Before making product claims… 5 lessons learned from the NAD
23 May 2015
Published March 16, 2015 by Happi
By Raqiyyah R. Pippins
The National Advertising Division is an arm of the Advertising Self-Regulatory Council (ASRC) of the Better Business Bureau. NAD administers an industry-sponsored self-regulatory program that reviews national advertising for truthfulness and accuracy, typically applying the same standards employed by the Federal Trade Commission and courts when reviewing advertising claims.
Federal law prohibits advertisers from making claims about consumer opinion, including through consumer testimonials, that could not be substantiated if made directly by the advertiser.
[i]t is not enough that a [claim or] testimonial represent the honest opinion of the endorser.
Based on 2014 NAD decisions involving sensory studies, advertisers should be sure to follow these five basic guidelines:
3. Refrain from asking substantially similar questions regarding the same product attribute. NAD has rejected studies that contain “multiple and similarly-worded questions” regarding the product attribute touted in advertising, especially where the questions precede the one upon which the advertiser ultimately relies for its adverting claim. NAD’s primary concern is that the preceding questions regarding the attribute may “improperly influence the answers” to the question relied upon by the advertiser. The ASTM Guide discusses similar concerns, while also warning that “asking about an attribute in more than one way increases the risk of results that could be inconsistent, for example a difference in preference without a difference in liking.”
4. Exclude “double-barreled” questions. A double-barreled question is a compound question asking a respondent about more than one attribute, simultaneously (e.g., “does this product leave your skin soft and smooth” in lieu of separately asking “does this product leave your skin soft” and “does this product leave your skin smooth”). While double-barreled questions may shorten a questionnaire, they are insufficient to substantiate advertising claims. NAD reiterated this principle last spring, when it issued a decision noting that an advertiser’s consumer study was “unreliable” because, among other things, “the participants were asked a double-barreled question for their rating, combining two attributes into one question.”
5. Collect participant responses at each time period that marketing desires to reference in advertising. Questionnaires that ask consumers to recall product experiences at time points earlier than when they’re provided the questionnaire can lead NAD to question the test’s ability to ensure that participants accurately recalled their opinions. For example, in one decision, NAD determined that the advertiser’s questionnaire was insufficient to substantiate several of the advertiser’s claims because the participants’ answers could have been affected over time by “faded memory.” The same decision offered ways to mitigate the risk of faded recall in future studies noting that the advertiser could have (1) provided participants with something to record their thoughts throughout the study, (2) encouraged them to record their thoughts contemporaneously, and (3) collected any written notes to confirm that participants’ answers matched their contemporaneous sentiments. According to NAD, “such actions would have helped the subjects in accurately answering their surveys, allowed the advertiser to verify the accuracy of its survey, and avoided the potential bias [from]… exposing the subject to the ultimate question they will be answering prior to completing the product usage.”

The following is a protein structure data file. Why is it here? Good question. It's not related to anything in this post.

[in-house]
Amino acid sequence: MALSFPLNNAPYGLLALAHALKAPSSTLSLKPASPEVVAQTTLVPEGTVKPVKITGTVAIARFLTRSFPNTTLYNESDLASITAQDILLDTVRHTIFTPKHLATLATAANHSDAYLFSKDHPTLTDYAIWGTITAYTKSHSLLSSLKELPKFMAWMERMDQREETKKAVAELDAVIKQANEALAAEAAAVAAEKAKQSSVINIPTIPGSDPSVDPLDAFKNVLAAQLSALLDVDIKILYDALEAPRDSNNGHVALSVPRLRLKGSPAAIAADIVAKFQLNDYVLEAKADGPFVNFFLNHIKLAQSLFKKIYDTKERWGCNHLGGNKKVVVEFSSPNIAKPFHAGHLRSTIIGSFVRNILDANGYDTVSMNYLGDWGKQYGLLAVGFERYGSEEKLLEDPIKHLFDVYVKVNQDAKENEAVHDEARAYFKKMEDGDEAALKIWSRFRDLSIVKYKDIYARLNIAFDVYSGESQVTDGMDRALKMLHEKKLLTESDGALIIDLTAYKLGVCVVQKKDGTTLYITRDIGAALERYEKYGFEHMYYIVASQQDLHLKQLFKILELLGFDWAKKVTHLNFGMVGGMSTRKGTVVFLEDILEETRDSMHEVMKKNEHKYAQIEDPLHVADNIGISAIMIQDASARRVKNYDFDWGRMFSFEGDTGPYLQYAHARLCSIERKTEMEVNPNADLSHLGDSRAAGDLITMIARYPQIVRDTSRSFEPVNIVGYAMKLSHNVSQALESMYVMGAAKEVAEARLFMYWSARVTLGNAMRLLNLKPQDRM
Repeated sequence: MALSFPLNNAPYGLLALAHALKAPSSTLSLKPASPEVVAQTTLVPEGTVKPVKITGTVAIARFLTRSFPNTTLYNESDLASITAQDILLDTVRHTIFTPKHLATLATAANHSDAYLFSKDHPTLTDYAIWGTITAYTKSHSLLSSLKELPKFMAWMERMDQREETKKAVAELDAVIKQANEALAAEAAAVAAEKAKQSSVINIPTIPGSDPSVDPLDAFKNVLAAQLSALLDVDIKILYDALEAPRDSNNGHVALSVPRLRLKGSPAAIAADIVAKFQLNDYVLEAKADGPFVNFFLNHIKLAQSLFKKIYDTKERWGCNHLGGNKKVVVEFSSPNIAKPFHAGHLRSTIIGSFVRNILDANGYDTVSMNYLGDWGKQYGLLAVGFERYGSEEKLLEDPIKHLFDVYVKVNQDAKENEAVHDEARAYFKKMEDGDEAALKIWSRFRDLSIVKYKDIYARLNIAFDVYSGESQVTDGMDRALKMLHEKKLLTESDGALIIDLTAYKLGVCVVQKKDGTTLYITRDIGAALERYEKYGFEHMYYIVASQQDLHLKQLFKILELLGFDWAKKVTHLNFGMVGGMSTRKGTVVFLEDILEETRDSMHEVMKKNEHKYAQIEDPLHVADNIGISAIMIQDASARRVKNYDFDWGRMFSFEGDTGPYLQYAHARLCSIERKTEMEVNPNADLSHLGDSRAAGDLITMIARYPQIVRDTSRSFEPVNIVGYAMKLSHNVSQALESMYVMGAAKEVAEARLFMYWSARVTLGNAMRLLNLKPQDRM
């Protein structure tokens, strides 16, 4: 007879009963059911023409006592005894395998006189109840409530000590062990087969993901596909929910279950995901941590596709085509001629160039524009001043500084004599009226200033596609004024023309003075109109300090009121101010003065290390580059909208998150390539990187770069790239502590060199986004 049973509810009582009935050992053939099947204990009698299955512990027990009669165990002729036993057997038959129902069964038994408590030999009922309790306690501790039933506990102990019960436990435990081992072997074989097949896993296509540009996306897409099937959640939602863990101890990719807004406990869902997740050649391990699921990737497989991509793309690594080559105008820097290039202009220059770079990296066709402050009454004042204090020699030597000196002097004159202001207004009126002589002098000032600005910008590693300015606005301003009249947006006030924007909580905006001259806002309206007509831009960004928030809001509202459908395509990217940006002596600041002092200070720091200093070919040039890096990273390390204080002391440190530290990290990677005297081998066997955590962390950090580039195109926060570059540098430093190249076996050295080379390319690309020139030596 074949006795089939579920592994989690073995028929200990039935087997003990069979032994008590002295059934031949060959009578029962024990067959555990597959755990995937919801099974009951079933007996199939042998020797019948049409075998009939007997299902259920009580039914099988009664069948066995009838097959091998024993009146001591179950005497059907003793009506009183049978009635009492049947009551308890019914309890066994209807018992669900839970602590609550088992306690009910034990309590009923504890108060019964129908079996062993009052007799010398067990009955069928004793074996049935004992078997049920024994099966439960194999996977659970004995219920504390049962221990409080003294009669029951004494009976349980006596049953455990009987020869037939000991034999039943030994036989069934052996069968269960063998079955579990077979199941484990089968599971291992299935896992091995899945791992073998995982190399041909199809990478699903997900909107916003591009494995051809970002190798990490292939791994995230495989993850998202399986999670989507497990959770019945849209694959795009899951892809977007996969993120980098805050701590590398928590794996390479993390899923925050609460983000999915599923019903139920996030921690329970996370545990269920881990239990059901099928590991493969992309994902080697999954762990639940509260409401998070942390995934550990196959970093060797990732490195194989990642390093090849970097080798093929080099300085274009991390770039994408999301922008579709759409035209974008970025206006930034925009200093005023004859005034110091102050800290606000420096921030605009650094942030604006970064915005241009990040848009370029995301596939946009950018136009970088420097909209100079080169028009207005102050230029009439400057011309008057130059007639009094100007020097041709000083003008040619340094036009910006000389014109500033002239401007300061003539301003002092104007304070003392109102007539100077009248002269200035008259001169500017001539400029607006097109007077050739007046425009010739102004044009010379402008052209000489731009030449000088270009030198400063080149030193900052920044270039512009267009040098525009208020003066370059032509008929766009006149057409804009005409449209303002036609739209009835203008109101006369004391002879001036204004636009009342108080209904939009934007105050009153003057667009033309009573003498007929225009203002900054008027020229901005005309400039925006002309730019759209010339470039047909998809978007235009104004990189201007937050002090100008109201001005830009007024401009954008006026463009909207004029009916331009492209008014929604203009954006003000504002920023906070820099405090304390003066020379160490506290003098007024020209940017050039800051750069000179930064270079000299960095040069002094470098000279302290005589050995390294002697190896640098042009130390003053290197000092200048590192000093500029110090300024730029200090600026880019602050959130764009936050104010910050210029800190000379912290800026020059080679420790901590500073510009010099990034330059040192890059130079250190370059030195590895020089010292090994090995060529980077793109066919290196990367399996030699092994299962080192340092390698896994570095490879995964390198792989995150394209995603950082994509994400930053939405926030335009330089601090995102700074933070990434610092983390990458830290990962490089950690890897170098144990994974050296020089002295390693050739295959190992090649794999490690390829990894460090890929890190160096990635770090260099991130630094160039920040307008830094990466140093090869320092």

Failure to adhere to these lessons could prevent NAD from giving much weight to a study offered as support for use of consumer testimonials in an advertising campaign. Embracing them can help protect a company’s investment in a sensory study, while enabling it to capitalize on the benefits of effectively (and legally) sharing consumer testimonials with prospective consumers.
 FTC Endorsement Guides http://www.ftc.gov/news-events/media-resources/truth-advertising/advertisement-endorsements.
Raqiyyah Pippins is a senior associate in the firm’s Washington, D.C. office. She focuses her practice on food and drug law and consumer law matters, including advertising, FDA-regulated product labeling, Rx-to-OTC switches, and related regulatory and litigation considerations. Pippins counsels and defends companies that are engaged in the development, marketing, import and/or export of food, drugs, cosmetics, medical devices, biologics and veterinary products.
Pippins has particular experience representing companies in advertising challenges and defending food and pharmaceutical companies in legal investigations conducted by the Food and Drug Administration (FDA), the Federal Trade Commission (FTC), and state agencies concerning product marketing practices. She also advises companies on mechanisms for limiting the risk of marketing-related challenges by regulators or private litigants, with a primary focus on minimizing the risk associated with the development, labeling and marketing of FDA-regulated products.
More info: Raqiyyah Pippins, Tel: ; Email: firstname.lastname@example.org; Website: www.kelleydrye.com